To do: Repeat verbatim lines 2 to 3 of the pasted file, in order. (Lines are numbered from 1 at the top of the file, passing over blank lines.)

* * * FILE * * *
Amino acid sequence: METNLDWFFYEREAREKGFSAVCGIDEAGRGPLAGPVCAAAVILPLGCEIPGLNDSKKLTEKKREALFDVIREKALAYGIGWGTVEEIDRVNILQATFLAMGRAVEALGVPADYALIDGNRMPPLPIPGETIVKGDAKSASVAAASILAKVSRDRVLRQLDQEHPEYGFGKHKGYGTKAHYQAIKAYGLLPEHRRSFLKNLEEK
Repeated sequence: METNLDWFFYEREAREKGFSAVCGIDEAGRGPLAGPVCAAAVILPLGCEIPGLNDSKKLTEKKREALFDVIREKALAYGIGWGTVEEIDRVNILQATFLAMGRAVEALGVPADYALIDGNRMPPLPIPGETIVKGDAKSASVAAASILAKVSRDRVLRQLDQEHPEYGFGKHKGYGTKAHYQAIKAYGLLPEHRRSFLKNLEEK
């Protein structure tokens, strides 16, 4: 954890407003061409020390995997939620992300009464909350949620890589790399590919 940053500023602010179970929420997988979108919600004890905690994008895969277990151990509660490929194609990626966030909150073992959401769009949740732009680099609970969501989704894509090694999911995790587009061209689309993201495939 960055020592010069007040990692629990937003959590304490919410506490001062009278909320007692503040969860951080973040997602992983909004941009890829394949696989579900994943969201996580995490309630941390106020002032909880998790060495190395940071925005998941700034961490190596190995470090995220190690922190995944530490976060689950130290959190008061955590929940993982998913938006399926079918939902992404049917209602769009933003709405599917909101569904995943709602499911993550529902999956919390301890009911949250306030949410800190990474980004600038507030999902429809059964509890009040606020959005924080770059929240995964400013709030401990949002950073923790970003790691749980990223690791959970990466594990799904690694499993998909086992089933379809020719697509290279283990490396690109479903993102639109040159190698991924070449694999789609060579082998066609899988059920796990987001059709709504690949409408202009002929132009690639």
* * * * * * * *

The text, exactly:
Repeated sequence: METNLDWFFYEREAREKGFSAVCGIDEAGRGPLAGPVCAAAVILPLGCEIPGLNDSKKLTEKKREALFDVIREKALAYGIGWGTVEEIDRVNILQATFLAMGRAVEALGVPADYALIDGNRMPPLPIPGETIVKGDAKSASVAAASILAKVSRDRVLRQLDQEHPEYGFGKHKGYGTKAHYQAIKAYGLLPEHRRSFLKNLEEK
């Protein structure tokens, strides 16, 4: 954890407003061409020390995997939620992300009464909350949620890589790399590919 940053500023602010179970929420997988979108919600004890905690994008895969277990151990509660490929194609990626966030909150073992959401769009949740732009680099609970969501989704894509090694999911995790587009061209689309993201495939 960055020592010069007040990692629990937003959590304490919410506490001062009278909320007692503040969860951080973040997602992983909004941009890829394949696989579900994943969201996580995490309630941390106020002032909880998790060495190395940071925005998941700034961490190596190995470090995220190690922190995944530490976060689950130290959190008061955590929940993982998913938006399926079918939902992404049917209602769009933003709405599917909101569904995943709602499911993550529902999956919390301890009911949250306030949410800190990474980004600038507030999902429809059964509890009040606020959005924080770059929240995964400013709030401990949002950073923790970003790691749980990223690791959970990466594990799904690694499993998909086992089933379809020719697509290279283990490396690109479903993102639109040159190698991924070449694999789609060579082998066609899988059920796990987001059709709504690949409408202009002929132009690639």